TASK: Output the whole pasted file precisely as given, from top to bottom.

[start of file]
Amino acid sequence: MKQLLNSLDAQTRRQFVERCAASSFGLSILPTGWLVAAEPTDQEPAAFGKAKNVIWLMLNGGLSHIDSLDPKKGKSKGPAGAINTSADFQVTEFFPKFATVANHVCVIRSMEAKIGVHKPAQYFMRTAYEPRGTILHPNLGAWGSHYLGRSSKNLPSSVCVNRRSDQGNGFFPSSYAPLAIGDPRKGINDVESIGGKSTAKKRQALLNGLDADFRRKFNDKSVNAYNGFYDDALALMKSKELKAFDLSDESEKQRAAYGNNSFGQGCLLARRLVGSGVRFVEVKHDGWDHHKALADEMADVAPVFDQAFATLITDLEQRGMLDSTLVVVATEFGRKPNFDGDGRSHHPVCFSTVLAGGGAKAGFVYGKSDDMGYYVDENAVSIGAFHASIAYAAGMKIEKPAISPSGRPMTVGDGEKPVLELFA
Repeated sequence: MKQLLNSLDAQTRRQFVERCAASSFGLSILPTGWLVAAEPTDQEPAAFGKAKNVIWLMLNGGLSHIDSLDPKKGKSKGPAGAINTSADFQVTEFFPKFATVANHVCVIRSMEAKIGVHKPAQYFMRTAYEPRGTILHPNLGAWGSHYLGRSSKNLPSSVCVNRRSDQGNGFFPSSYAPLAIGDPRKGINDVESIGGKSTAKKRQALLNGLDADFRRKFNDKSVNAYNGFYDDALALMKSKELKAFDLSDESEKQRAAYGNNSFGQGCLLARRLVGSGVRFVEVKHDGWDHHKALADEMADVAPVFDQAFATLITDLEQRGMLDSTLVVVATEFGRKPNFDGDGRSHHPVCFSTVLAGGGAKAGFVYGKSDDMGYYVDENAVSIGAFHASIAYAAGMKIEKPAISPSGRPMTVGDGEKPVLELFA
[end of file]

Amino acid sequence: MKQLLNSLDAQTRRQFVERCAASSFGLSILPTGWLVAAEPTDQEPAAFGKAKNVIWLMLNGGLSHIDSLDPKKGKSKGPAGAINTSADFQVTEFFPKFATVANHVCVIRSMEAKIGVHKPAQYFMRTAYEPRGTILHPNLGAWGSHYLGRSSKNLPSSVCVNRRSDQGNGFFPSSYAPLAIGDPRKGINDVESIGGKSTAKKRQALLNGLDADFRRKFNDKSVNAYNGFYDDALALMKSKELKAFDLSDESEKQRAAYGNNSFGQGCLLARRLVGSGVRFVEVKHDGWDHHKALADEMADVAPVFDQAFATLITDLEQRGMLDSTLVVVATEFGRKPNFDGDGRSHHPVCFSTVLAGGGAKAGFVYGKSDDMGYYVDENAVSIGAFHASIAYAAGMKIEKPAISPSGRPMTVGDGEKPVLELFA
Repeated sequence: MKQLLNSLDAQTRRQFVERCAASSFGLSILPTGWLVAAEPTDQEPAAFGKAKNVIWLMLNGGLSHIDSLDPKKGKSKGPAGAINTSADFQVTEFFPKFATVANHVCVIRSMEAKIGVHKPAQYFMRTAYEPRGTILHPNLGAWGSHYLGRSSKNLPSSVCVNRRSDQGNGFFPSSYAPLAIGDPRKGINDVESIGGKSTAKKRQALLNGLDADFRRKFNDKSVNAYNGFYDDALALMKSKELKAFDLSDESEKQRAAYGNNSFGQGCLLARRLVGSGVRFVEVKHDGWDHHKALADEMADVAPVFDQAFATLITDLEQRGMLDSTLVVVATEFGRKPNFDGDGRSHHPVCFSTVLAGGGAKAGFVYGKSDDMGYYVDENAVSIGAFHASIAYAAGMKIEKPAISPSGRPMTVGDGEKPVLELFA